How To Use A Credit Card: Guide For Teens

How do you decide which credit card to get?

How do you decide which credit card to get?

Why Do You Need A Credit Card?

We have all been told by our parents or grown ups that it is important to establish a credit history. “If you don’t have credit that is just as bad as having bad credit!” Probably heard something along the lines of that, right? So you know you need to establish a credit history but you unsure of where to begin. I know, I’ve been there. Establishing credit early on in your career is important. You do want to be able to buy a house and car, right? Establishing a credit history is important because it shows banks and lenders that you are responsible with handling your debts. Building a good credit score takes time so if you start early at 16 and are prudent in your spending habits you could have a good credit history within 2 years, maybe sooner. I will show you how to get a great credit score and everything you need to know to be on your way to a great financial future!

The Credit Score Breakdown

Now, before we begin on choosing the right credit card it is important to talk about how your credit score is calculated and how it is affected by your actions. The credit score is broken up into these categories:

  • Payment History
  • Credit Utilization
  • Debt Load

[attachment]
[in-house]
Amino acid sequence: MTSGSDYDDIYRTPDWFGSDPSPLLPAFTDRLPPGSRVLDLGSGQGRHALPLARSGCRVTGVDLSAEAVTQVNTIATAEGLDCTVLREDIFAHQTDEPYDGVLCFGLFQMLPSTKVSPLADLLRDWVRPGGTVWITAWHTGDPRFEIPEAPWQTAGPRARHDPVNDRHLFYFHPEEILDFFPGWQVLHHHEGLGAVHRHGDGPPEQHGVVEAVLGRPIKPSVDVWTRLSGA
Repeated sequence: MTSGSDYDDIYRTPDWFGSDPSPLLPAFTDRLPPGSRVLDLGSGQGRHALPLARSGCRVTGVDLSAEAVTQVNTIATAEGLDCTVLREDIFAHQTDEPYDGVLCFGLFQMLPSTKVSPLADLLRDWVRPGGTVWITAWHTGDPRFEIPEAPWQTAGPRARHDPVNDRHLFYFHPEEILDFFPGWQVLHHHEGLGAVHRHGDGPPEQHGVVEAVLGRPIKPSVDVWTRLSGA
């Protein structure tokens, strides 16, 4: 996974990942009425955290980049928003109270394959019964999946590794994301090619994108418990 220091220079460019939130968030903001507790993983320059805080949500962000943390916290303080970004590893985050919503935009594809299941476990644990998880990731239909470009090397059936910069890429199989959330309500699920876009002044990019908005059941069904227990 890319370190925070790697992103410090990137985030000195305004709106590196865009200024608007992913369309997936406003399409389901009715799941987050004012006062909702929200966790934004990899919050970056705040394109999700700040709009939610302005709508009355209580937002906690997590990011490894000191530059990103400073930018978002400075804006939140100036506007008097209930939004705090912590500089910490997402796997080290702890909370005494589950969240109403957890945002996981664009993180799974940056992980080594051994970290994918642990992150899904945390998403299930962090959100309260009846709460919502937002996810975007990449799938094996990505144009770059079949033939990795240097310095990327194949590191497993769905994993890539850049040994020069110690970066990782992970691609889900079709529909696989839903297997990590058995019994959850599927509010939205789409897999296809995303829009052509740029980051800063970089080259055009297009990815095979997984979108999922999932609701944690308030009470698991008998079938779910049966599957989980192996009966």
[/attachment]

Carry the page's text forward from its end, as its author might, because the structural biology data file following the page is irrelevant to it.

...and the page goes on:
• Account Age
  • Account Diversity
  • Hard Credit Inquires
  • Collections Accounts & Public Records

Payment History

The payment history category is one of the most important in determining credit scores because it makes up 35 percent of the total credit score. Therefore, it is imperative that when you have an outstanding balance on your credit you need to pay it off on time, every time. Even having just one late payment can send your credit score into free fall, particularly if you have yet to establish a track record. Always keep track of the due date to make sure you pay it on time. When you apply and get approved for a credit card the issuer will send you paperwork stating when payment is due. But i believe it is a good idea to just call the card issuer directly and find out exactly to avoid any mix ups that may occur.

Credit Utilization

The second part, credit utilization is equally as important as payment history. Credit utilization makes up 30 percent of your credit score. What exactly is credit utilization? Credit utilization is the percent of available credit that has been borrowed. As a rule of thumb, it is best not to go over 30 percent of available credit. Lets do some examples to get a better understanding. Lets say you have a credit card with a $1,000 credit limit. (Most cards start you off with $300 and you can ask for more later or get a secure card, more on that later). A 10 percent utilization rate is $100 dollars, 20 percent is $200 dollars, 30 percent $300, ect. A survey was done by Credit Karma to show the relationship between credit score and credit card utilization.